I'd be lying if I claimed that the original reason I saw this wasn't anything as simple and basic as curiosity... the plot simply sounds so bizarre that one can't help but wonder about the movie itself. The movie is a wonderful mix of surrealism, drama and black comedy. As another reviewer points out, the accents may make the dialog a little hard to make out... I was fortunate enough to have subtitles(as any Dane will tell you, we get subtitles on everything that is presented to us on a screen), but I think most anyone who has a good enough grasp on the English language(and a good ear wouldn't hurt) will be able to understand, at the very least, enough of it to follow what's going on. The film is quite disturbing... it's told by a psychotic, and everything is seen from his point of view, making the line between truth and fantasy blur. The narrative is impressive, underplaying some scenes to great effect. The plot is interesting. The pacing is a tad uneven... while most of the film moves as it should, not too fast nor too slow, there are parts where it seems to come to a complete halt. Luckily, these parts are few and far between. The characters are well-written and credible. They are also all competently portrayed. The acting... wow. What can I say? Eamonn Owens is nothing short of an artist. As you watch the film(which I hope you will), observe his eyes... look into them, as he looks around menacingly, and tell me that you don't feel fear. Pure fear. One is reminded of Donald Pleasence's marvelous monologue about Michael Myers' eyes(in Halloween, for the uninitiated). That stare... if I ever met Owens in real life, I doubt I'd dare look him in the eye. Even more impressively, this was his debut performance. I'll have to watch more of his movies, to see if he can pull off other roles as well, but he certainly nailed this one. Stephen Rea was great... I've seen him in nothing else, but I could recognize his face from the trailers for V for Vendetta, a movie I'm looking forward to(even more now that I know he will grace the film with what is sure to be just as astounding a performance as he gave here), even though I'm sure it won't live up to Alan Moore's graphic novel. Sinéad O'Connor was a blast(and seemed to be having one, as well) as Our Lady. I haven't been able to find out who portrayed the main character as an adult, but let me tell you, his voice acting is grand. The narration definitely adds to the film, both in use and in acting. The writing is great. The whole film is highly entertaining and very poignant. This should be seen by just about anyone who can live with(and more importantly, understand) the language and take the disturbing nature of the film. I recommend this to anyone who is afraid of neither accents nor the disturbing images contained herein. Very funny and quite unsettling. 8/10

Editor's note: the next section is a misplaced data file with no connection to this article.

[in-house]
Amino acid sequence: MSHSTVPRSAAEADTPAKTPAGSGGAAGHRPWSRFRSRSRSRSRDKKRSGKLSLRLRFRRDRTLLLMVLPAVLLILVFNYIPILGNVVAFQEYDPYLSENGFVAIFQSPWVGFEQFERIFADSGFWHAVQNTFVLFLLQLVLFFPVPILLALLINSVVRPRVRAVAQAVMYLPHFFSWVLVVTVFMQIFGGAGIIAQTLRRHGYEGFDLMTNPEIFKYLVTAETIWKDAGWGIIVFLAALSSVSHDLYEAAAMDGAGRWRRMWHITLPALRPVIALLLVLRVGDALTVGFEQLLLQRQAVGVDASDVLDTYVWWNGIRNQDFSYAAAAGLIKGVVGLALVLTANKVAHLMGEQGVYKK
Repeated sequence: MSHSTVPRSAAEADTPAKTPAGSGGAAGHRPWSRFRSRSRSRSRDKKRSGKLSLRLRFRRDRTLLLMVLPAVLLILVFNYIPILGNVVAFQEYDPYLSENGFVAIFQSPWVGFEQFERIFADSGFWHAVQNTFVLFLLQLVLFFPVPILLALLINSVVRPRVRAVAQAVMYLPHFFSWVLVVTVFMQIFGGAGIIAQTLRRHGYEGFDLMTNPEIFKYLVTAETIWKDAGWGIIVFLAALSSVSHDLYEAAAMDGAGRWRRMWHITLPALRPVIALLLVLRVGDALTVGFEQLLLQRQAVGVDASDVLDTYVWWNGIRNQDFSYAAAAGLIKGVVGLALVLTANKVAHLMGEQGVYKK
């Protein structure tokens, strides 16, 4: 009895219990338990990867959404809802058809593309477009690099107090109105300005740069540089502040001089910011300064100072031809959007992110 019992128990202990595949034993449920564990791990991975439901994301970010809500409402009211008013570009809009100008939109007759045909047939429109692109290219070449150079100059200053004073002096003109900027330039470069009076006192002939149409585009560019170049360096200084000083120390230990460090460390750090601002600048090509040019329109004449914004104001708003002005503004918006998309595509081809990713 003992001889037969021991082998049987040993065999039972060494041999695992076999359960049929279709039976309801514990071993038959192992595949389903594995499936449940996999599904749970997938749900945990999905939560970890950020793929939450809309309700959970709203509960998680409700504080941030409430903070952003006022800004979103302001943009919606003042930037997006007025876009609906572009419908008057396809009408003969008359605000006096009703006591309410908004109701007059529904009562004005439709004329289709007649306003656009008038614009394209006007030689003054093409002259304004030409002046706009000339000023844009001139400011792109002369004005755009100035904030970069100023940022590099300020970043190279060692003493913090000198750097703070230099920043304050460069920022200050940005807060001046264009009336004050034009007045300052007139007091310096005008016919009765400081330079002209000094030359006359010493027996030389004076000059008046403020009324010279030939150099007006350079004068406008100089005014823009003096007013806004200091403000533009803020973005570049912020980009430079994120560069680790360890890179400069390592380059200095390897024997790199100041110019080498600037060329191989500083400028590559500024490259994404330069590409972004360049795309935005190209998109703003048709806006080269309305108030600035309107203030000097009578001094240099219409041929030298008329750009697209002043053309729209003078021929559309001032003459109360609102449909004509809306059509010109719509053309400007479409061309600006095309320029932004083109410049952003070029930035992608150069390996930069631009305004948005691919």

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USA | Ireland



Release Date:

20 February 1998 (Ireland) See more »

Also Known As:

The Butcher Boy See more »


Box Office

Opening Weekend USA:

$135,606, 5 April 1998

Gross USA:


Cumulative Worldwide Gross:

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Company Credits

Production Co:

Geffen Pictures See more »
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Technical Specs


Sound Mix:

DTS | Dolby Digital (5.1 surround)| SDDS



Aspect Ratio:

1.85 : 1